TORONTO (Reuters) - The TSX finished higher on Thursday, supported by firmness in commodity-linked shares and a surge in Open Text OTC.TO after the business software company posted a big jump in quarterly profit.
Open Text rose 14.6 percent to C$60.34 and was a leading contributor to the index’s rise after posting a 28 percent jump in quarterly profit on Wednesday on solid demand from services, technology and financial customers.
The index’s information technology group, of which Open Text is a component, rose 3.7 percent.
Also on the upside was Barrick Gold (ABX.TO), the world’s biggest gold miner, which rose 0.9 percent to C$49.72, and helped the index’s materials sector up nearly 1 percent.
Gold prices rose to a two-month high on Thursday on a larger-than-expected fall in new U.S. claims for unemployment benefits.
Energy shares climbed 0.6 percent, with Encana Corp (ECA.TO) up 5.3 percent at C$19.87, as most U.S. natural gas prices rose on Thursday.
Trade was in a relatively narrow range, however, after the index rose 4.2 percent in January and with investors unwilling to make big bets ahead of the U.S. and Canadian employment reports for January on Friday.
“I think most markets are treading sideways ahead of the U.S. jobs report tomorrow,” said Fergal Smith, managing market strategist at Action Economics.
Any developments around the Greek debt talks could also significantly influence the market, he added.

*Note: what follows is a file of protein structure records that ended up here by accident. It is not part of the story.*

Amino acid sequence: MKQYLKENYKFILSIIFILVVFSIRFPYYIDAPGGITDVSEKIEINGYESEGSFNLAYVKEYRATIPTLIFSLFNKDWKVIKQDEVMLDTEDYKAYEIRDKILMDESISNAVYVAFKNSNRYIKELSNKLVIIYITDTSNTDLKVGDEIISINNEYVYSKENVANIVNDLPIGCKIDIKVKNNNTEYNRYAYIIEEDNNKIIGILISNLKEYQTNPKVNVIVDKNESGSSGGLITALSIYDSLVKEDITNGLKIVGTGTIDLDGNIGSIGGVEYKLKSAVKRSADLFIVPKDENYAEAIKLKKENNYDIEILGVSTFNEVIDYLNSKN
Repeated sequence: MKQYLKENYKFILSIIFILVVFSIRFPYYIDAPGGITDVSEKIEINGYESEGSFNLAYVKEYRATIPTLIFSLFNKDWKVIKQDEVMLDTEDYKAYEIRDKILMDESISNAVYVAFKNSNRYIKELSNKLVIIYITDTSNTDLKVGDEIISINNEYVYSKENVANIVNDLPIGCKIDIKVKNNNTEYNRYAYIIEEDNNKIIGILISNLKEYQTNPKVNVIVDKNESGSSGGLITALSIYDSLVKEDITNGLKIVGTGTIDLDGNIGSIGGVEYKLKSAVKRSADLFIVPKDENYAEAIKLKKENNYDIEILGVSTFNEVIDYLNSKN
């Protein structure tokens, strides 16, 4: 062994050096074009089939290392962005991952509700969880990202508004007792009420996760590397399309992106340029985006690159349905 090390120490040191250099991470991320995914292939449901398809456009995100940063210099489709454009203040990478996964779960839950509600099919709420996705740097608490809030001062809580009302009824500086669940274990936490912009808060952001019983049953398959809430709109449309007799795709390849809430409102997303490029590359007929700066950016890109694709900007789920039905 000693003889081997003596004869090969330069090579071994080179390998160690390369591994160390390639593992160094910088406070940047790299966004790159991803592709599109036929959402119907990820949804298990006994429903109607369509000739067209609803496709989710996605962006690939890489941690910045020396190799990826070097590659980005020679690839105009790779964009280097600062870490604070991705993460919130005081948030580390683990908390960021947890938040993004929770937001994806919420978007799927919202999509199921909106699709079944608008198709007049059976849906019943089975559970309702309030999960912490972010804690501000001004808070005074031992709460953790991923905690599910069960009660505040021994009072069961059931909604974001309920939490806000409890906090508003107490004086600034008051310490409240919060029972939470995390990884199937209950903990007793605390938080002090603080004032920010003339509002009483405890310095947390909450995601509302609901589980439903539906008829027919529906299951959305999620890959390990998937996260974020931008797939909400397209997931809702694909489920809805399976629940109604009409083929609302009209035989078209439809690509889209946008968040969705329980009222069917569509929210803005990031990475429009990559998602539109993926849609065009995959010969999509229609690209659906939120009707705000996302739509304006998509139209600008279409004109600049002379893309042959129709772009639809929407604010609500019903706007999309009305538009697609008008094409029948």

The Toronto Stock Exchange’s S&P/TSX composite index .GSPTSE finished the day up 35.82 points, or 0.29 percent, at 12,553.48. Six of its 10 sectors were higher.
”Your catalyst is going to be expectations about the U.S. jobs numbers,“ said Bob Gorman, chief portfolio strategist at TD Waterhouse. ”If they are reasonably positive, that’s going to continue the trend of relatively strong U.S. economic data, which means you’ve got continued fairly firm demand for commodities, which will keep the prices relatively high.
“That’s really the central data point here over the next 24 hours.”
Data on Thursday showed U.S. jobless claims fell more than expected in the latest period, boosting optimism about Friday’s January payrolls report.
Economists have forecast U.S. 150,000 jobs were added in January, a decline from the previous month, which benefited from holiday hiring.
In Canada, the median forecast is for the economy to have generated 23,100 net new jobs in January, up from 21,700 in December. The jobless rate is seen remaining at 7.5 percent.
On the downside, financials shed half a percent with Bank of Nova Scotia (BNS.TO) dropping 0.9 percent after it announced plans the day before to raise C$1.5 billion in a public share offering to boost its capital level and pay for previously announced acquisitions.
“expectation other banks will follow,” Smith said.
Reporting By Jennifer Kwan; Editing by Peter Galloway